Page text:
Interviews: 'I Don't Think I Can Go Back to Hong Kong'


2020-01-10
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china-jero2-011020.gif Hong Kong protesters Jero (L) and Roger (R), now both in Taiwan, are shown in a Jan. 8, 2020 photo.
Reuters

Dozens, possibly hundreds, of Hongkongers are currently in the democratic island of Taiwan after fleeing their city to escape rioting charges for their role in the anti-extradition protests and pro-democracy movement, according to recent media reports.

Two protesters who spoke to RFA ahead of Taiwan's presidential and legislative election on Saturday said the island is a source of political hope and inspiration as its 19 million voters gear up to exercise their democratic rights at the weekend.

But they also fear that people there have become complacent, and may—like Hong Kong—soon have their rights and freedoms eroded under constant political pressure from China.

They also face more urgent concerns in their own lives, as they fear to return home and must now forge new lives for themselves in a strange place.

"My current plan is to work in Taiwan and stay here for a long time," one former frontline protester from Hong Kong told RFA in a recent interview.

"I need to find a place to carry on with my life, because I don't think I can go back to Hong Kong," said the protester, who gave only a pseudonym Jero.

Jero fled Hong Kong after taking part in the storming of Hong Kong's Legislative Council on July 1 last year, when dozens of young, masked protesters broke their way through toughened glass doors and security shutters to gain the main chamber.

Once there, the protesters, some of whom were teenagers, defaced China's national emblem and daubed anti-government and police slogans on the walls, after the city's leader Carrie Lam ignored widespread opposition to plans to allow extradition to mainland China.

Fears for the future

Jero said he is currently enjoying freedom from the stress of worrying about potential arrest, facing down riot police, or being tear gassed.

But he still faces considerable anxiety about his future.

If the incumbent Democratic Progressive Party (DPP) president Tsai Ing-wen wins the election, and if DPP lawmakers win a majority in the island's Legislative Yuan, then Jero will likely be taken care of under a regime that has offered help and shelter to fleeing Hong Kong protesters.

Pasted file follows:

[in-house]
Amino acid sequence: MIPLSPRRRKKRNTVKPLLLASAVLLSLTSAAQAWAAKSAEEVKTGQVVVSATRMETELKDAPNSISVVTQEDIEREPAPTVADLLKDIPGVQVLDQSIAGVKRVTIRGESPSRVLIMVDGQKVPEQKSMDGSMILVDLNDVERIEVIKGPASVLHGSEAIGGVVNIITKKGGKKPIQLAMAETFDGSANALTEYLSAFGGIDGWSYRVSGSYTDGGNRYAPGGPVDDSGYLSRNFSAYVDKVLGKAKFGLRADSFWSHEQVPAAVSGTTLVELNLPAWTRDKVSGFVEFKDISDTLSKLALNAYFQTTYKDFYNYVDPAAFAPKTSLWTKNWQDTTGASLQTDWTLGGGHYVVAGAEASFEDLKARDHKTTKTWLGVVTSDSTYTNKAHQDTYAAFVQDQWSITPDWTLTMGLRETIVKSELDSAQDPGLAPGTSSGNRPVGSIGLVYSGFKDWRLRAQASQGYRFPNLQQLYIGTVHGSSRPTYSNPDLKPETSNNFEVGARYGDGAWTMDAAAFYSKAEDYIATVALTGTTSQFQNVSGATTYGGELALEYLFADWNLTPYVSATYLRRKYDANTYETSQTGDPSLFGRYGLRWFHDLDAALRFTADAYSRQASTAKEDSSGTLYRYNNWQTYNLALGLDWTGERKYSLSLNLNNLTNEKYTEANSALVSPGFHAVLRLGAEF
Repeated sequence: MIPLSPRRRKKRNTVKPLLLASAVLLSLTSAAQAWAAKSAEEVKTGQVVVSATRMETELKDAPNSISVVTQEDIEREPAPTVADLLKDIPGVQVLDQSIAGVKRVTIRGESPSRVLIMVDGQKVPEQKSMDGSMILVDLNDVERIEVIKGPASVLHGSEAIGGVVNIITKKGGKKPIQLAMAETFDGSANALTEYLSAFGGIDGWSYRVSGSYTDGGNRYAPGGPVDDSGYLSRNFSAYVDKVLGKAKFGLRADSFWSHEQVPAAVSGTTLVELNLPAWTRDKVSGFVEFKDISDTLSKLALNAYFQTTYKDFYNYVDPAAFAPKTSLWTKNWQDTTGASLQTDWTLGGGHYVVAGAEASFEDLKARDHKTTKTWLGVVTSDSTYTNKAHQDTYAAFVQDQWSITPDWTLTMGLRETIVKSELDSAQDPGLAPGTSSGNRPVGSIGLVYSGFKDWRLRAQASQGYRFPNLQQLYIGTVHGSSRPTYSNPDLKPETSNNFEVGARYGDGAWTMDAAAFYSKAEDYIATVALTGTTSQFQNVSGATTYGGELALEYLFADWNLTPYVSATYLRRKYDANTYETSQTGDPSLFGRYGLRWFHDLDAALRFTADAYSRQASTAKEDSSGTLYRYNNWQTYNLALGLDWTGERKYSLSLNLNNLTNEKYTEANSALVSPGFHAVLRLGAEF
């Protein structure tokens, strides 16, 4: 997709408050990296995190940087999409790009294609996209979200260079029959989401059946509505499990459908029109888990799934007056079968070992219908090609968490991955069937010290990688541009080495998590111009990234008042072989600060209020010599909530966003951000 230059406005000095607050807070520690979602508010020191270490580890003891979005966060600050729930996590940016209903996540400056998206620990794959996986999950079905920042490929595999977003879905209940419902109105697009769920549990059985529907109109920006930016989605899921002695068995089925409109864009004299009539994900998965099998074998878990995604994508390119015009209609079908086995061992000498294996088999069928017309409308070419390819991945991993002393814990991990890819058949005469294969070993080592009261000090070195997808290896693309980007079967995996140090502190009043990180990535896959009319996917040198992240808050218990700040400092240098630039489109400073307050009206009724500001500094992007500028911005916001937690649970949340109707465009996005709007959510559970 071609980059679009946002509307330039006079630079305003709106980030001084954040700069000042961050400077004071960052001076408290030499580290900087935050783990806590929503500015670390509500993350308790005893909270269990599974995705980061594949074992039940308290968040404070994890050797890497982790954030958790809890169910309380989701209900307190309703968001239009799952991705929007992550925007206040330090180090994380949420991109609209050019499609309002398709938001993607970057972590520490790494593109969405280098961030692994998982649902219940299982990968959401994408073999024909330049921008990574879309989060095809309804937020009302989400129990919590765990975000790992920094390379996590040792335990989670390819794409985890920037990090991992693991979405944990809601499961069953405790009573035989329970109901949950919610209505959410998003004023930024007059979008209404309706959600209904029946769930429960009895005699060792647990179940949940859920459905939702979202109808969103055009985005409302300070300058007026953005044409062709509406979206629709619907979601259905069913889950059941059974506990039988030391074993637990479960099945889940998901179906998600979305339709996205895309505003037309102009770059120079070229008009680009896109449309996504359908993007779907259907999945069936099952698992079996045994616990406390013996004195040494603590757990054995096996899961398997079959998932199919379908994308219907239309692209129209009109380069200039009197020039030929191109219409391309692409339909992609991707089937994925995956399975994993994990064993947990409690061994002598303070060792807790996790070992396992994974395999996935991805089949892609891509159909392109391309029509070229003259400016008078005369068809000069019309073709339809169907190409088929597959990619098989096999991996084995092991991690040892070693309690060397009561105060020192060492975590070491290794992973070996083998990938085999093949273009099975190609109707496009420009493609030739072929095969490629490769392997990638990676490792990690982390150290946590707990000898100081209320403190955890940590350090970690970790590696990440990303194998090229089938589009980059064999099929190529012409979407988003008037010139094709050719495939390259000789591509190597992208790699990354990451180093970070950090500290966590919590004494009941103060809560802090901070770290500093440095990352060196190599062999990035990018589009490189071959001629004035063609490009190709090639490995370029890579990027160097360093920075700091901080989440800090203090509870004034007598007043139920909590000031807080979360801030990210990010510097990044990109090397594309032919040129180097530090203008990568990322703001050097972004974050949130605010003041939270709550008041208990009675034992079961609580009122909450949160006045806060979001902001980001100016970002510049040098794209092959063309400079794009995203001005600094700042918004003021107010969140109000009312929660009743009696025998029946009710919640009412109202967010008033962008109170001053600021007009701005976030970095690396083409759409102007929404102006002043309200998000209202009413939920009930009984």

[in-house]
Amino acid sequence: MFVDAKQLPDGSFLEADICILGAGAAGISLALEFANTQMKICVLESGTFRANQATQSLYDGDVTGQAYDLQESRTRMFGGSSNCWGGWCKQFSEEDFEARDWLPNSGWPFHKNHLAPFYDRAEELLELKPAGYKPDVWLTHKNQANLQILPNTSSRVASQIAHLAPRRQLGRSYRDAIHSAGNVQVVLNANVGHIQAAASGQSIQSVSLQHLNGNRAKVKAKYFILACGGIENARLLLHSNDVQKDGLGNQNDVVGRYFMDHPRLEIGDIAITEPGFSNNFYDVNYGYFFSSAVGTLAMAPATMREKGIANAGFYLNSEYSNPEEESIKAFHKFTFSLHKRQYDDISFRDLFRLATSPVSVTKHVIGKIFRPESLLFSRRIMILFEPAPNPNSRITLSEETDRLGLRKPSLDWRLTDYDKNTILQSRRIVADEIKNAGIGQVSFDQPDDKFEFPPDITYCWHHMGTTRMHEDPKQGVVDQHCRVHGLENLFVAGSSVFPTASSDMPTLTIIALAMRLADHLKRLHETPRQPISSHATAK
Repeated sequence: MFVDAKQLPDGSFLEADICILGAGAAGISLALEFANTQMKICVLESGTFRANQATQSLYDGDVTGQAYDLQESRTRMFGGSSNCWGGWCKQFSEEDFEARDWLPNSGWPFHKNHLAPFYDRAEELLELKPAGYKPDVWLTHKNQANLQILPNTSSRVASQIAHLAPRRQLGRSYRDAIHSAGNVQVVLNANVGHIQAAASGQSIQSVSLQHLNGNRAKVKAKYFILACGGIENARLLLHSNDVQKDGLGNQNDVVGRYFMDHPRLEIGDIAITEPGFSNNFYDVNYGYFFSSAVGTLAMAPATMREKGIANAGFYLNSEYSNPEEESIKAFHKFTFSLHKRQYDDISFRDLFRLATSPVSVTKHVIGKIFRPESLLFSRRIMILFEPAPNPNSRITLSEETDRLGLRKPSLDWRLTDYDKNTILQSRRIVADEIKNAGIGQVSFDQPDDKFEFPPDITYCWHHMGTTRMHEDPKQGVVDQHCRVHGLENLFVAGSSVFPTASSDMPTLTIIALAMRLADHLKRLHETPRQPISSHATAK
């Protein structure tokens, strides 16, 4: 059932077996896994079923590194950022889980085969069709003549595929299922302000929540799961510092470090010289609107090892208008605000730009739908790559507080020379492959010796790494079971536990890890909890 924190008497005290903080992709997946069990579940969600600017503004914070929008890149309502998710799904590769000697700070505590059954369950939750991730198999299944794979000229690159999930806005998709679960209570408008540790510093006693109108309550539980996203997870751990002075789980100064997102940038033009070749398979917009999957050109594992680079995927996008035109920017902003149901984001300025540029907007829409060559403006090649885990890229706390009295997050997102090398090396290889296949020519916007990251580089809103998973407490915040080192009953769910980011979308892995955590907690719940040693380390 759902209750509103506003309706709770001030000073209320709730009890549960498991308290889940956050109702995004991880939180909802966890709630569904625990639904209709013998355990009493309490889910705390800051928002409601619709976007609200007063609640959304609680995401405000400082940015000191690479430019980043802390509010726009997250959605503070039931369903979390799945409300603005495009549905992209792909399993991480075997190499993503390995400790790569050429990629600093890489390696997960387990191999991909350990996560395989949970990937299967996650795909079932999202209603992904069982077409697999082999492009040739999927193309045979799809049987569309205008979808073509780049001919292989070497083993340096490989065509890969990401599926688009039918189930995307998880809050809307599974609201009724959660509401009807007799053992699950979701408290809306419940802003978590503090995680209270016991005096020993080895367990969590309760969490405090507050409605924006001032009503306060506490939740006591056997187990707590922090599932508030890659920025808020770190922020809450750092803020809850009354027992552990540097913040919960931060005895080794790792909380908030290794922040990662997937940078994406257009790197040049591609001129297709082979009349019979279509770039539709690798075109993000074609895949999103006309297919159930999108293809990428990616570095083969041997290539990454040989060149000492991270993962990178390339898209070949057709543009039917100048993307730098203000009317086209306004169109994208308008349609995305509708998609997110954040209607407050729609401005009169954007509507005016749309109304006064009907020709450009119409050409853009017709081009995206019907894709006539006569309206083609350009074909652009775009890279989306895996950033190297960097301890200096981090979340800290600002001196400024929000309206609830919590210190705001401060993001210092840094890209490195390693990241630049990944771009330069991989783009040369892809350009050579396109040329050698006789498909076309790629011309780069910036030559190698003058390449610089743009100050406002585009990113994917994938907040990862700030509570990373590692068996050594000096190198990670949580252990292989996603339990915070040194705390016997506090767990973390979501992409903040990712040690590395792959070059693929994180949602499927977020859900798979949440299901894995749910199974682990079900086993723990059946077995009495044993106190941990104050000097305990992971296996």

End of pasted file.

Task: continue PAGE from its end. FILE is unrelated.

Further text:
But if the pro-China opposition Kuomintang (KMT) wins, the results could mean ever-closer ties with China and further danger for Hong Kong escapees.

"I was thinking that if the KMT wins the election I will have to go somewhere else," Jero said. "But if you were to ask me where, I couldn't tell you."

"I haven't found anywhere ... For me, Taiwan is the best option right now," he said.

'This man is our enemy'

Roger, the nickname of the second Hong Kong fugitive who spoke to RFA, said he is also very worried about the election outcome, believing that the KMT's Han Kuo-yu will undermine freedom and democracy in Taiwan if he is elected.

"When Han Kuo-yu came to Hong Kong, he went straight to [Beijing's] Central Liaison Office and met with Chinese officials," Roger said. "He made it clear that he was part of the pro-China faction."

"This man is our enemy. The Chinese Communist Party is our enemy in Hong Kong and in Taiwan," Roger said. "It is axiomatic to us that the Chinese Communist Party can't be trusted."

"That's why we loathe and detest [the candidate with] the pro-China stance."

Many in Taiwan share his view, and worry that the island—which has never been ruled by the Chinese Communist Party nor formed part of the People's Republic of China—will sleep-walk into closer economic ties with China, and eventually fall under Beijing's political control too, with a hollowed-out political system.

Incumbent Tsai has seen her support grow as she has repeatedly spoken out in defense of Taiwan’s sovereignty and demanded that Beijing, which has refused to rule out the use of military force to annex the island, treat Taipei as an equal partner and sovereign state.

The Legislative Yuan recently passed a law forbidding Chinese influence across many areas of political life.

Call to unify

The election comes one year after Chinese President Xi Jinping's Jan. 2, 2019 speech insisting that Taiwan "unify" with China under "one country, two systems," and refusing to rule out the use of force to annex the country.

"I am worried that if the KMT wins, they will do many things that diminish Taiwan's sovereignty, turning Taiwan into China's Taiwan," a young Hongkonger who gave the nickname A Ming said.

"He may use this to do deals with China, which may put anti-extradition protesters from Hong Kong currently living in Taiwan at risk," said A Ming, who is currently enrolled in a Taiwanese university.

He called on Taiwan voters to turn out in huge numbers on Jan. 11, to vote for the continuation of their freedom and democracy.

Reported by Tseng Yat-yiu for RFA's Cantonese Service. Translated and edited by Luisetta Mudie.

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